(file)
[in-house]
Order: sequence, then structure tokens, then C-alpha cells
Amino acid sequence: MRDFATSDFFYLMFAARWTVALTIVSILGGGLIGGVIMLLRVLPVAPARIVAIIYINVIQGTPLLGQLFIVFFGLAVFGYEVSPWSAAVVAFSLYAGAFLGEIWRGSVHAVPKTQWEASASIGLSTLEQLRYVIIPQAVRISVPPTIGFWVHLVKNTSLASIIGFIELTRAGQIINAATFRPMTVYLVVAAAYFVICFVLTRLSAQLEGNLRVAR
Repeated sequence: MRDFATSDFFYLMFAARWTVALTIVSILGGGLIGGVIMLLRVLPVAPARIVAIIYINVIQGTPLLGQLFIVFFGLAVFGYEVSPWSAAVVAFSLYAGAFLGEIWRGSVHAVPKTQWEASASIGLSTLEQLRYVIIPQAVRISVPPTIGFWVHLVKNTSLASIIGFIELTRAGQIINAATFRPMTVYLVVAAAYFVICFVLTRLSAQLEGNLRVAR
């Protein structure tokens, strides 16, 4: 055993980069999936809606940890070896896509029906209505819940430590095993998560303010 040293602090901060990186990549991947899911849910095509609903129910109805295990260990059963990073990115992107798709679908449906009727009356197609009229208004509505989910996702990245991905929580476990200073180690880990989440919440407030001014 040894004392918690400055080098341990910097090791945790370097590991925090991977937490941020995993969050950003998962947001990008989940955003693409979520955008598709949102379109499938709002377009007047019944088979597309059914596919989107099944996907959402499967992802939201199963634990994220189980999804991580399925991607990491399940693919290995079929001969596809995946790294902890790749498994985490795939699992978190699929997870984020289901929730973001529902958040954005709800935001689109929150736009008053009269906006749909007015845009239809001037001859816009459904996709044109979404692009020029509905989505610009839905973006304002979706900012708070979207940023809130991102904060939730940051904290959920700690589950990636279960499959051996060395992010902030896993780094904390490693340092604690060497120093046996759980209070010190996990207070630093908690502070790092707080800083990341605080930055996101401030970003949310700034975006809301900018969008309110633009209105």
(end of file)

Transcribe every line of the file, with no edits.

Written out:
[in-house]
Order: sequence, then structure tokens, then C-alpha cells
Amino acid sequence: MRDFATSDFFYLMFAARWTVALTIVSILGGGLIGGVIMLLRVLPVAPARIVAIIYINVIQGTPLLGQLFIVFFGLAVFGYEVSPWSAAVVAFSLYAGAFLGEIWRGSVHAVPKTQWEASASIGLSTLEQLRYVIIPQAVRISVPPTIGFWVHLVKNTSLASIIGFIELTRAGQIINAATFRPMTVYLVVAAAYFVICFVLTRLSAQLEGNLRVAR
Repeated sequence: MRDFATSDFFYLMFAARWTVALTIVSILGGGLIGGVIMLLRVLPVAPARIVAIIYINVIQGTPLLGQLFIVFFGLAVFGYEVSPWSAAVVAFSLYAGAFLGEIWRGSVHAVPKTQWEASASIGLSTLEQLRYVIIPQAVRISVPPTIGFWVHLVKNTSLASIIGFIELTRAGQIINAATFRPMTVYLVVAAAYFVICFVLTRLSAQLEGNLRVAR
């Protein structure tokens, strides 16, 4: 055993980069999936809606940890070896896509029906209505819940430590095993998560303010 040293602090901060990186990549991947899911849910095509609903129910109805295990260990059963990073990115992107798709679908449906009727009356197609009229208004509505989910996702990245991905929580476990200073180690880990989440919440407030001014 040894004392918690400055080098341990910097090791945790370097590991925090991977937490941020995993969050950003998962947001990008989940955003693409979520955008598709949102379109499938709002377009007047019944088979597309059914596919989107099944996907959402499967992802939201199963634990994220189980999804991580399925991607990491399940693919290995079929001969596809995946790294902890790749498994985490795939699992978190699929997870984020289901929730973001529902958040954005709800935001689109929150736009008053009269906006749909007015845009239809001037001859816009459904996709044109979404692009020029509905989505610009839905973006304002979706900012708070979207940023809130991102904060939730940051904290959920700690589950990636279960499959051996060395992010902030896993780094904390490693340092604690060497120093046996759980209070010190996990207070630093908690502070790092707080800083990341605080930055996101401030970003949310700034975006809301900018969008309110633009209105």